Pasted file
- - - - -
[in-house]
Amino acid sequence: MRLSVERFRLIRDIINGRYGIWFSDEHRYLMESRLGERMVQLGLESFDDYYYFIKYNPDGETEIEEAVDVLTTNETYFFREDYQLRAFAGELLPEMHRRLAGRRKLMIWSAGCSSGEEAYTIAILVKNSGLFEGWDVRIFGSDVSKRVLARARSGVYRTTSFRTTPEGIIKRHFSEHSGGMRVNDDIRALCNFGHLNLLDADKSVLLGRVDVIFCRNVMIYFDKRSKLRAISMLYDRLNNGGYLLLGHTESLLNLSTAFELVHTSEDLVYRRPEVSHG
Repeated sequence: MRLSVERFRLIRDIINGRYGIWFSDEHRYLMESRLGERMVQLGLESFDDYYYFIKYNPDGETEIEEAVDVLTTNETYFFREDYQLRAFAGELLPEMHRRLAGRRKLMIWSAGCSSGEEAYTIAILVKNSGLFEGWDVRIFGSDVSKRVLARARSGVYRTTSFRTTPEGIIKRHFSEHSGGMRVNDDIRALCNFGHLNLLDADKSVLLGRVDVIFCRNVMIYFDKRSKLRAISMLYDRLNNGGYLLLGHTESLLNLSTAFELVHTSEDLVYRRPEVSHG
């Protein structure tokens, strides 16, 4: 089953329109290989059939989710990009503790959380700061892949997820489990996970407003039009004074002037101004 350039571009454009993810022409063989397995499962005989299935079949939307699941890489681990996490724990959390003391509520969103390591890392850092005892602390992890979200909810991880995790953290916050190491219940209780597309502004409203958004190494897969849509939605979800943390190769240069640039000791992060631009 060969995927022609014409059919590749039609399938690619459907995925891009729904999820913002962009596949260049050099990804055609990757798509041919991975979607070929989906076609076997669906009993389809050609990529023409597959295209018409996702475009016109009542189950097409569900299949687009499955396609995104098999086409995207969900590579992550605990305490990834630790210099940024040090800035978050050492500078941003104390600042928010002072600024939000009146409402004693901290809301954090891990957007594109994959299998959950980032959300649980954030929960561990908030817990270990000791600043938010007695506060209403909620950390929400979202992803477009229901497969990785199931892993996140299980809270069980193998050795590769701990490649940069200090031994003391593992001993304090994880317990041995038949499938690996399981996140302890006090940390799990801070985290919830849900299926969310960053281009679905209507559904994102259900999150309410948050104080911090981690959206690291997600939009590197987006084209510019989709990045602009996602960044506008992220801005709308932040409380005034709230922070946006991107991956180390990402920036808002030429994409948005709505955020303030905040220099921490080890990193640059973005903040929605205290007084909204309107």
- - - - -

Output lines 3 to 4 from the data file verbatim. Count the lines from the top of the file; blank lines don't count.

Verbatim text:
Repeated sequence: MRLSVERFRLIRDIINGRYGIWFSDEHRYLMESRLGERMVQLGLESFDDYYYFIKYNPDGETEIEEAVDVLTTNETYFFREDYQLRAFAGELLPEMHRRLAGRRKLMIWSAGCSSGEEAYTIAILVKNSGLFEGWDVRIFGSDVSKRVLARARSGVYRTTSFRTTPEGIIKRHFSEHSGGMRVNDDIRALCNFGHLNLLDADKSVLLGRVDVIFCRNVMIYFDKRSKLRAISMLYDRLNNGGYLLLGHTESLLNLSTAFELVHTSEDLVYRRPEVSHG
């Protein structure tokens, strides 16, 4: 089953329109290989059939989710990009503790959380700061892949997820489990996970407003039009004074002037101004 350039571009454009993810022409063989397995499962005989299935079949939307699941890489681990996490724990959390003391509520969103390591890392850092005892602390992890979200909810991880995790953290916050190491219940209780597309502004409203958004190494897969849509939605979800943390190769240069640039000791992060631009 060969995927022609014409059919590749039609399938690619459907995925891009729904999820913002962009596949260049050099990804055609990757798509041919991975979607070929989906076609076997669906009993389809050609990529023409597959295209018409996702475009016109009542189950097409569900299949687009499955396609995104098999086409995207969900590579992550605990305490990834630790210099940024040090800035978050050492500078941003104390600042928010002072600024939000009146409402004693901290809301954090891990957007594109994959299998959950980032959300649980954030929960561990908030817990270990000791600043938010007695506060209403909620950390929400979202992803477009229901497969990785199931892993996140299980809270069980193998050795590769701990490649940069200090031994003391593992001993304090994880317990041995038949499938690996399981996140302890006090940390799990801070985290919830849900299926969310960053281009679905209507559904994102259900999150309410948050104080911090981690959206690291997600939009590197987006084209510019989709990045602009996602960044506008992220801005709308932040409380005034709230922070946006991107991956180390990402920036808002030429994409948005709505955020303030905040220099921490080890990193640059973005903040929605205290007084909204309107």